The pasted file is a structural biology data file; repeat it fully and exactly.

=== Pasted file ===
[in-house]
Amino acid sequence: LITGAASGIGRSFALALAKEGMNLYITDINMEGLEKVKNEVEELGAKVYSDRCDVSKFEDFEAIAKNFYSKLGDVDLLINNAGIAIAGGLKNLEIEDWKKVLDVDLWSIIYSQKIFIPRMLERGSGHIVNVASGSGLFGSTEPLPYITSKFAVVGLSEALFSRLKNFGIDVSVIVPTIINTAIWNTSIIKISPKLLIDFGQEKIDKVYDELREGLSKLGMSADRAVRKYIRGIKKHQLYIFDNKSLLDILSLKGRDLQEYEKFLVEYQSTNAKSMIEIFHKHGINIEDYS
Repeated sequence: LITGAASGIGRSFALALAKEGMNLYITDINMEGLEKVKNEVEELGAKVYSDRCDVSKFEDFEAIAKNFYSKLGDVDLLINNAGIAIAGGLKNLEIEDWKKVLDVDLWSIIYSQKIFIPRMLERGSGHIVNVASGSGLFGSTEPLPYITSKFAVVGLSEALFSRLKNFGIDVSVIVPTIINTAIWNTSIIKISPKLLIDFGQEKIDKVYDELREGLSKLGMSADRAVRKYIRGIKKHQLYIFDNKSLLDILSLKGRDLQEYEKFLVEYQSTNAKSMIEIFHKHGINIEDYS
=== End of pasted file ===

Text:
[in-house]
Amino acid sequence: LITGAASGIGRSFALALAKEGMNLYITDINMEGLEKVKNEVEELGAKVYSDRCDVSKFEDFEAIAKNFYSKLGDVDLLINNAGIAIAGGLKNLEIEDWKKVLDVDLWSIIYSQKIFIPRMLERGSGHIVNVASGSGLFGSTEPLPYITSKFAVVGLSEALFSRLKNFGIDVSVIVPTIINTAIWNTSIIKISPKLLIDFGQEKIDKVYDELREGLSKLGMSADRAVRKYIRGIKKHQLYIFDNKSLLDILSLKGRDLQEYEKFLVEYQSTNAKSMIEIFHKHGINIEDYS
Repeated sequence: LITGAASGIGRSFALALAKEGMNLYITDINMEGLEKVKNEVEELGAKVYSDRCDVSKFEDFEAIAKNFYSKLGDVDLLINNAGIAIAGGLKNLEIEDWKKVLDVDLWSIIYSQKIFIPRMLERGSGHIVNVASGSGLFGSTEPLPYITSKFAVVGLSEALFSRLKNFGIDVSVIVPTIINTAIWNTSIIKISPKLLIDFGQEKIDKVYDELREGLSKLGMSADRAVRKYIRGIKKHQLYIFDNKSLLDILSLKGRDLQEYEKFLVEYQSTNAKSMIEIFHKHGINIEDYS